Re Presenting Women: gender and the politics of sex in contemporary Italy

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Guerrina, R (2014) “(Re)Presenting Women: gender and the politics of sex in contemporary Italy” in Celis, K and Childs, S (eds) Gender, Conservativsm and Political Representation. ECPR Press.


Berlusconi’s ascendency to power in 1994 was a critical junction in the politics of gender in Italy. His leadership has been marred by numerous scandals and has been widely criticised for the sexualisation of women’s political participation (Hooper, 2011; McRobbie, 2011). It is perhaps too soon to assess the long term impact of the Berlusconi years on Italian social norms, though Newell (2009) and Benini (2012) have already identified and expressed concern about the exploitation of women’s bodies in the media. From a gender perspective, Berlusconi’s version of centre-right politics does not construct a new gender ideology as much as it exploits already established – i.e. dominant – norms that juxtapose women’s sexuality, mothering and religiousness to create a multifaceted form of dominant femininity. This chapter outlines how this process determines, and arguably limits, the ability of women in government to represent the interest of women as a constituency.

The history of women’s participation and representation in Italian politics is complex and has been defined by the dominance of Catholics values in both society and politics. Berlusconi’s rise to power resulted from the disintegration of the old Christian Democratic Party (DC) that dominated Italian politics in the post-war period. His leadership was predicated on a mixture of liberal economic policies and conservative social policy. Following the general election defeat in 2006, Berlusconi sought an alliance of convenience with other parties of the centre-right. These included, amongst others, National Alliance (AN) and the Union of Christian and Centre Democrats (UDC). This new umbrella party – Popolo della Libertá/People of Freedom (PdL) – provided a platform for the renewal of a conservative political agenda that aspired to economic reform whilst supporting Italian conservative/Catholic values (Edwards, 2011; Pasquino, 2008).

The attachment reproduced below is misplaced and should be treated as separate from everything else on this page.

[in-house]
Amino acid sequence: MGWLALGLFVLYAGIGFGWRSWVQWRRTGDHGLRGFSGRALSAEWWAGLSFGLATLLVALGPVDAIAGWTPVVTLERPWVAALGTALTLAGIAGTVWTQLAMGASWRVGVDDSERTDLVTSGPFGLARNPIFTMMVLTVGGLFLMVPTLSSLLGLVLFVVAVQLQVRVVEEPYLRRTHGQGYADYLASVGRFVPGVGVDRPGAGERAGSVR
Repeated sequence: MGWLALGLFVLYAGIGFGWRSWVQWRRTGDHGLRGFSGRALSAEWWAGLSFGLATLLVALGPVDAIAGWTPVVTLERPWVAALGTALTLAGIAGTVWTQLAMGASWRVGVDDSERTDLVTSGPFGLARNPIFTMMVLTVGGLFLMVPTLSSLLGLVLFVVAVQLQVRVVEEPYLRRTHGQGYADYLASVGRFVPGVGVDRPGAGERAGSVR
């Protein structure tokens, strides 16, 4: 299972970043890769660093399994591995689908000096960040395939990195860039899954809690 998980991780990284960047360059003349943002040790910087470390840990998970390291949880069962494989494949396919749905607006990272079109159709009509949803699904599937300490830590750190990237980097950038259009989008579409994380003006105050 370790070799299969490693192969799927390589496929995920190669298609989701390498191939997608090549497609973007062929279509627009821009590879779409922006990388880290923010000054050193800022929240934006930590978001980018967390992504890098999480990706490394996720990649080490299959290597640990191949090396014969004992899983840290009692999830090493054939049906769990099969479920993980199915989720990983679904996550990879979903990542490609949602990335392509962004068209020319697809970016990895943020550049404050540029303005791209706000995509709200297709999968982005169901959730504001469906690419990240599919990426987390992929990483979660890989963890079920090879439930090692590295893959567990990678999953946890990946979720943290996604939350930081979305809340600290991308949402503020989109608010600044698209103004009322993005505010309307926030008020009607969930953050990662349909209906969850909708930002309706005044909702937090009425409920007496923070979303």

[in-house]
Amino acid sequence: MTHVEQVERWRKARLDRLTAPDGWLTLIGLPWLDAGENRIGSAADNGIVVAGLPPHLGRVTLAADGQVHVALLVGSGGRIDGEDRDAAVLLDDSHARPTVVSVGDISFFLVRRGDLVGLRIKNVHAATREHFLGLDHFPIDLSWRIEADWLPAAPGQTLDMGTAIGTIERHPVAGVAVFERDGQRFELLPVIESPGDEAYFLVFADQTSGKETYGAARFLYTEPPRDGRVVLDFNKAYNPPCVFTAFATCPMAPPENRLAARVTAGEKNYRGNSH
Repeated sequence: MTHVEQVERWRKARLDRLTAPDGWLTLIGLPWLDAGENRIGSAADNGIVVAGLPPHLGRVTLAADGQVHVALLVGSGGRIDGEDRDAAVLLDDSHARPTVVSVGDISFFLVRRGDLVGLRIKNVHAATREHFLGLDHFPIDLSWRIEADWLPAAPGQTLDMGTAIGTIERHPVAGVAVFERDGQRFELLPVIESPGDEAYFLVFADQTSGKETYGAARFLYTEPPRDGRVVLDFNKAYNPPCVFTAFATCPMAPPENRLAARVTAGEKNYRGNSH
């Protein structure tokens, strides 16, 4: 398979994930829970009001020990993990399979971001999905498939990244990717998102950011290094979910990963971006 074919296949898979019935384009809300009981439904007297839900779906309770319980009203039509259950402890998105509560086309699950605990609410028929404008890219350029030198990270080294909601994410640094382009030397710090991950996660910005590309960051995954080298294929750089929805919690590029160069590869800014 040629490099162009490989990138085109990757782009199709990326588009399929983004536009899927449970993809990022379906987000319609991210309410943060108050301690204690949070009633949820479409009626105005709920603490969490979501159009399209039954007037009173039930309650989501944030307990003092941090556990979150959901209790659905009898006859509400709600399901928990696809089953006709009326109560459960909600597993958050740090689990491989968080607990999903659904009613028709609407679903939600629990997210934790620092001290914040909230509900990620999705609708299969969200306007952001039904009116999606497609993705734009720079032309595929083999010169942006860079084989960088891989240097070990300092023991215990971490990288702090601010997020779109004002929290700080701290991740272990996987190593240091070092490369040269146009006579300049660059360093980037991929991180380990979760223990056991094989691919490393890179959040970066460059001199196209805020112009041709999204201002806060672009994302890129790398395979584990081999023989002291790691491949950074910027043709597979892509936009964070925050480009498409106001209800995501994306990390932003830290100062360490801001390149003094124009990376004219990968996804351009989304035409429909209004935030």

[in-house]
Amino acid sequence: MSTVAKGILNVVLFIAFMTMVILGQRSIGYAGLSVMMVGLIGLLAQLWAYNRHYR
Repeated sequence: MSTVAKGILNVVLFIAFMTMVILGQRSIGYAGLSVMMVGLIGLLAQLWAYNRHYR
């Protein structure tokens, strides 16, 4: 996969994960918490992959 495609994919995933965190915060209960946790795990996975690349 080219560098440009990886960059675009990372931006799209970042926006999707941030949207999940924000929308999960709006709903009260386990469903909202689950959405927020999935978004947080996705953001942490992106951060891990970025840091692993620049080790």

The Berlusconi IV government (2008-2012) symbolises the merging of three conservative visions – AN, Forza Italia and Christian Democracy This chapter looks at this government to highlight the impact of gender ideologies on womens position as citizens and political actors. Seeking to map gender politics in a particular phase of contemporary Italian history, the main aim is to expose the impact of the Popolo della Libertás competing discourses on gender and how women in the government positioned themselves in relation to the partys political ideology, the politics of gender, and womens representation more broadly. In particular, it looks at the interface of social conservatism and populism in the politics of the centre-right and how it defines/curtails the political agency of women in the government.
The joining of forces of the three key conservative forces in the country under the banner of the Popolo della Libertá provides a useful starting point for the analysis of the politics of gender in the Italian right. The populist nature of Berlusconi’s politics also allows for a wider commentary about emerging gender ideologies in the country. The analysis of the tension between symbolic and substantive representation, the framing of gender ideologies and the public performance of dominant norms, provide a platform for a more detailed examination of the state of gender politics in Italy. The chapter evaluates the quality of women’s political representation along the following lines: 1. Political leadership and performance – both as members of a party and independent actors; 2. Representation of women’s interest; 3. Media coverage and depiction vis-à-vis the relationship with party leadership.

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